Team_GBR

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Everything posted by Team_GBR

  1. Team_GBR

    Steve and Dave Clarks Unidentified Foiling Object

    FFS! Any chance of keeping this thread on course? I am sorry I over did the generalisation. The only thing to discuss here is that with this particular boat and foil configuration, leeward heel kills foiling. Can we now get rid of all the foiling stuff not to do with this exciting new boat and concentrate on the boat itself?
  2. Team_GBR

    Steve and Dave Clarks Unidentified Foiling Object

    The photos of the FAB sailing cannot be used in considering how well the boat foils, because the boat is heeling too much. Although sometimes simpler said than done, you have to sail foilers upright or heeled to windward. I am not sure there is any foiler that will get up while being sailed with leeward heel.
  3. Team_GBR

    Steve and Dave Clarks Unidentified Foiling Object

    Come on Doug. Surely even you can see that was a joke! Maybe British humour doesn't translate that well, but it was just as much a comment on how the Clark's had done something different. Let's not get caught up with a silly debate when it is such a cool project.
  4. Team_GBR

    Steve and Dave Clarks Unidentified Foiling Object

    Nice find. Nice additional details on the build, mast step and especially the foils post capsize and turtle. Quick. Somebody tell them that they fitted the foils the wrong way around. Surely the rear foil was meant to go up front . Didn't they red the memo about all foilers having an 80/20 load split? So there does seem to be one downside to the design. I think it will turtle very easily and that could well be the default mode when capsizing. The one benefit is it makes it less likely that the boat will be blown away from the sailor.
  5. Team_GBR

    Steve and Dave Clarks Unidentified Foiling Object

    Mainsheet is a major limiting factor by the looks. Its always been a problem with wishbone style rigs. Dangling a block off the wishbone to keep the sheet out of the way is rather clever. There's also a need to ensure the batten end doesn't contact the deck even with max downhaul, otherwise it will wear horrendously. The batten for the deck sweeping element is such a damn obvious solution which I've utterly failed to come up when I've been thinking about the same problem. Really good solutions always look obvious in hindsight. I wonder, when it comes to usability, whether it would be easier to roll up the sail and keep it nice if the batten were a few inches longer at a slightly shallower angle and went as far as the luff tape. A bottom batten more or less at the leech might also be a help in rolling up the sail quickly and easily on the water and keeping it uncreased in the sailbag. Of course its all money. I have been watching the A's as I am thinking of making the change and they have been using a batten like that for a year now. Theirs goes to the luff, meaning tension and batten stiffness can help add shape. You have to take the batten out when rolling the sail. The A also gets around the problem of deck rub by having the tack and downhaul separated. This means that you can get the foot very close to the deck at all times and still use the downhaul.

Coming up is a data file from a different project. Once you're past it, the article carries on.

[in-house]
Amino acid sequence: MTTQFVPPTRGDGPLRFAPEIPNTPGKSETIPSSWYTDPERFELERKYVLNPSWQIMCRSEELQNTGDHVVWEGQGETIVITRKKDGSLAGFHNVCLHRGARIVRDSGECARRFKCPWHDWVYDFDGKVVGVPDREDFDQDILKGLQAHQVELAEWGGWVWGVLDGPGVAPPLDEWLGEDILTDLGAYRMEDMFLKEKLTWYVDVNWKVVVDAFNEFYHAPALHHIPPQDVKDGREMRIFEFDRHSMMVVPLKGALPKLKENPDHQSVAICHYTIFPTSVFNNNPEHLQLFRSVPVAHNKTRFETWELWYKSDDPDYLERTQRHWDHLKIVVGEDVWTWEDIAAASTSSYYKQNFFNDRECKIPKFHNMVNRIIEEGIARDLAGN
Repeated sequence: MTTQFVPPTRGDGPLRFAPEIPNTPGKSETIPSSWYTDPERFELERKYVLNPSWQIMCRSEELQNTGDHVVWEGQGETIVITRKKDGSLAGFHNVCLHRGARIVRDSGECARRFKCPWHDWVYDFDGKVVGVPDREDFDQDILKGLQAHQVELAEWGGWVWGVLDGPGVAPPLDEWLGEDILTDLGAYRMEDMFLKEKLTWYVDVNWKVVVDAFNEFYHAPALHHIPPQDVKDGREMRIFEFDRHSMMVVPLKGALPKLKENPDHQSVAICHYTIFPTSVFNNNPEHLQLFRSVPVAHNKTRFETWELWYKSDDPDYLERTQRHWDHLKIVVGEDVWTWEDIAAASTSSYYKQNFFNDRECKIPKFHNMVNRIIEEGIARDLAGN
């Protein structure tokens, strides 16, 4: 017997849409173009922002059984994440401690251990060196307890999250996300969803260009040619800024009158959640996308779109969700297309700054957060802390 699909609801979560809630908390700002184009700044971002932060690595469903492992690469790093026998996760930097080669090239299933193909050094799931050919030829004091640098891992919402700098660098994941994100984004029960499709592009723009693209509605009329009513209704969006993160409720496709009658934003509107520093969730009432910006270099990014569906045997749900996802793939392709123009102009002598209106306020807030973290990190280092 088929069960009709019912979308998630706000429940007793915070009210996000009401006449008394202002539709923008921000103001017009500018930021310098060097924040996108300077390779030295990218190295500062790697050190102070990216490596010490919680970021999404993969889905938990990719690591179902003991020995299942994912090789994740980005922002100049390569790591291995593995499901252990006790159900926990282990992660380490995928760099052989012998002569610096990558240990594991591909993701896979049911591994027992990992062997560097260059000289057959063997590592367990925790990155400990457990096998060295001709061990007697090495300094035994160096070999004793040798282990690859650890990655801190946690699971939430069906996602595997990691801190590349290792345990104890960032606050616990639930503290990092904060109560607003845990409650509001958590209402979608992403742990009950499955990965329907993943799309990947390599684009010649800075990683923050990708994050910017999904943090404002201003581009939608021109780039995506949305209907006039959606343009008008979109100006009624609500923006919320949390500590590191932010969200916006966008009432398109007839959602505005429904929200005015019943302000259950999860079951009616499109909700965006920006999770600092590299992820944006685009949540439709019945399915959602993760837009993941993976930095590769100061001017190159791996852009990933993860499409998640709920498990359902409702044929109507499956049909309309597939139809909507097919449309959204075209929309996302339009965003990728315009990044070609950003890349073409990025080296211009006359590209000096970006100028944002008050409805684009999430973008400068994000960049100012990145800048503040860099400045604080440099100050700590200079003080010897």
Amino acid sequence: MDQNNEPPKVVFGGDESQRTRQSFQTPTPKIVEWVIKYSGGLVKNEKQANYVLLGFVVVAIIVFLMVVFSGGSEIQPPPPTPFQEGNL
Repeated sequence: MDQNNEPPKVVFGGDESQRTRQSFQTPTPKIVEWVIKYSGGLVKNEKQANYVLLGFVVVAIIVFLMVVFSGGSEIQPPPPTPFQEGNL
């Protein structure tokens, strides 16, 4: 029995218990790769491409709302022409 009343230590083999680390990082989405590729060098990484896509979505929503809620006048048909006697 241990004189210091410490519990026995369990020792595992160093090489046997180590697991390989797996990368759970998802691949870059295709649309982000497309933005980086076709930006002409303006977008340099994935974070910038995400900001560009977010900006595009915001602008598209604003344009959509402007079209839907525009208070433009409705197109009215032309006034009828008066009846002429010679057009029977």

6. Team_GBR

    Steve and Dave Clarks Unidentified Foiling Object

    so looking at the pictures, the rudder does seem to have more chord than the main foil so maybe it is more highly loaded than a moth rudder, but it is not balanced, the axle is still far forward of the rudder, so that would mean a heavy helm ! Why does it mean a heavy helm? I would bet a fair amount of money that the helm isn't heavy.
  7. Team_GBR

    Steve and Dave Clarks Unidentified Foiling Object

    Great pictures which tell us a lot more about the boat. Can't wait to see the foils. The rig is looking good. One small point. From what I hear from the A Class and AC guys, even the fairly small gap you have beteen the bottom of the sail and the deck reduces the efficiency of the "deck sweeper". I am led to believe there is a noticeable advantage to completely closing that gap. maybe not important in a one design, but it you have gone to the trouble of doing it, I assume it is because it is more than following fashion.
  8. Team_GBR

    Steve and Dave Clarks Unidentified Foiling Object

    The rig has to be unstayed, because you cannot see any! If there is enough depth in the hull for the forward foil, there also has to be enough to step a mast without stays. Whether it is a tube "laser style" or some other clever system, only time will tell. So much to like about the boat. I do hope the foils are completely different in size width etc than is the norm, for no other reason that the opportunity to see Doug's head explode because the standard 80/20 doesn't stack up